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Mortality Declines Unequally
New figures on deaths from cancer in Europe show a steady decline in mortality between the periods 1990 to 1994 and 2000 to 2004. Deaths from all cancers in the European Union (EU) between these two periods fell by nine percent in men and eight percent in women, with a large drop among the middle-aged population.
The researchers say that the persistent downward trend is driven largely by changes in tobacco consumption, with large falls in lung and other tobacco-related cancers in men. A steady decline in gastric cancers and, recently, declines in colorectal cancer have also contributed to the overall drop in mortality rates. However, the picture is variable across Europe and between sexes. For instance, where alcohol or tobacco consumption, or a combination of the two, has increased (particularly in women), there has been a rise in deaths from cancers known to have these as risk factors, such as lung, mouth, pharynx and oesophagus.
Cristina Bosetti, head of the Unit of Cancer Epidemiology at the Mario Negri Department of Epidemiology, said: "The key message of our paper is that the favourable trends in cancer mortality in Europe have continued over the most recent years. This is due mainly to the falls in lung and other tobacco-related cancers in men, the persistent decline in gastric cancer, but also appreciable falls in colorectal cancer. Screening and early diagnosis have contributed to the decline in cervical and breast cancer, although the fall in breast cancer mortality is mainly due to improved treatment. Therapeutic advancements have also played a role in the reduced mortality from testicular cancer, Hodgkin lymphoma and leukaemia."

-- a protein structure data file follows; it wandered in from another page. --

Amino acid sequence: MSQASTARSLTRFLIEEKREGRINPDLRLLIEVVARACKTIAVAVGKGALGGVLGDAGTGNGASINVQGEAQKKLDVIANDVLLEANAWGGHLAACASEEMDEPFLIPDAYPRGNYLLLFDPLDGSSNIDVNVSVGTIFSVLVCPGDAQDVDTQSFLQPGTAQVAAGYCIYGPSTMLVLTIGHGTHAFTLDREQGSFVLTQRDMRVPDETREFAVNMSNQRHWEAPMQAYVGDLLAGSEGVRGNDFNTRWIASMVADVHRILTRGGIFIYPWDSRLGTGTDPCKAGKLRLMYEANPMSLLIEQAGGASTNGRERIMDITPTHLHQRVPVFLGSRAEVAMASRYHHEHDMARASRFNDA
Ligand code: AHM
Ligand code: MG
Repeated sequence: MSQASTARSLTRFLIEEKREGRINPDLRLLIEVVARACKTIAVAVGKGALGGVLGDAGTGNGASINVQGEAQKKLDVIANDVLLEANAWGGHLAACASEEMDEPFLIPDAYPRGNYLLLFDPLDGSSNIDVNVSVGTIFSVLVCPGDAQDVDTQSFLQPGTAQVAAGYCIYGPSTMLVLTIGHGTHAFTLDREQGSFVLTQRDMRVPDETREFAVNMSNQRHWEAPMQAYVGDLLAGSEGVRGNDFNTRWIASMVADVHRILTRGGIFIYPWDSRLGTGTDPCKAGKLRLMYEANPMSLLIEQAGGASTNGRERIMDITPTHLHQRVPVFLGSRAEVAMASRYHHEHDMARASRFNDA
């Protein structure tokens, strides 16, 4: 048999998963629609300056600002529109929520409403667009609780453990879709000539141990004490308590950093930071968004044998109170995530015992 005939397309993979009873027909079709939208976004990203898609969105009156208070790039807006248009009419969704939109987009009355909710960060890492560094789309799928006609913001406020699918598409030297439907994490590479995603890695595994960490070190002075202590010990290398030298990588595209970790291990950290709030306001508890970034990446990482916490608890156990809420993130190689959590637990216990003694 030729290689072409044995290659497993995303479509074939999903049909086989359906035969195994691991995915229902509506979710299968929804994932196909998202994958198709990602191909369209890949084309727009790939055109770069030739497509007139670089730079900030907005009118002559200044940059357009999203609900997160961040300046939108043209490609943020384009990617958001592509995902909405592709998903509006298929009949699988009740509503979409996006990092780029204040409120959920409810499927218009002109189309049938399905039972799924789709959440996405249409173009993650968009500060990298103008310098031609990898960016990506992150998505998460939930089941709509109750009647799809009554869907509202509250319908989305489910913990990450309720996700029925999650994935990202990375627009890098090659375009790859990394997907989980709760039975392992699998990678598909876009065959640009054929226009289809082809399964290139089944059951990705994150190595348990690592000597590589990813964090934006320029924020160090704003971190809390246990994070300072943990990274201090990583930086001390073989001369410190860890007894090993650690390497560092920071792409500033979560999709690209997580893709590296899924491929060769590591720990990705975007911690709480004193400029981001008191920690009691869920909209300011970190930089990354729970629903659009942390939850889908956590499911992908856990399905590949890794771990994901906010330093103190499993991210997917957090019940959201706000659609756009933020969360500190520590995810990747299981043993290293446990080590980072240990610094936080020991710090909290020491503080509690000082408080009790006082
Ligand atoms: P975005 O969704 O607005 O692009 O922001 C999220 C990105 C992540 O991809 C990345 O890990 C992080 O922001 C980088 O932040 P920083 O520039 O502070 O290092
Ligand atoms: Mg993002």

In their paper the authors say: "These advancements notwithstanding, in the early 2000s, there remains an approximately twofold difference in cancer mortality – as in incidence – across European countries, again reflecting the different spread of cigarette smoking among men and women across various European countries in the past. Thus, further reduction of tobacco smoking remains the key priority for cancer control in Europe. Interventions in alcohol drinking, aspects of nutrition, including overweight and obesity, and more widespread adoption of screening, early diagnosis and therapeutic advancements for treatable cancers would contribute to further reduce European cancer burden in the near future."
MEDICA.de; Source: European Society for Medical Oncology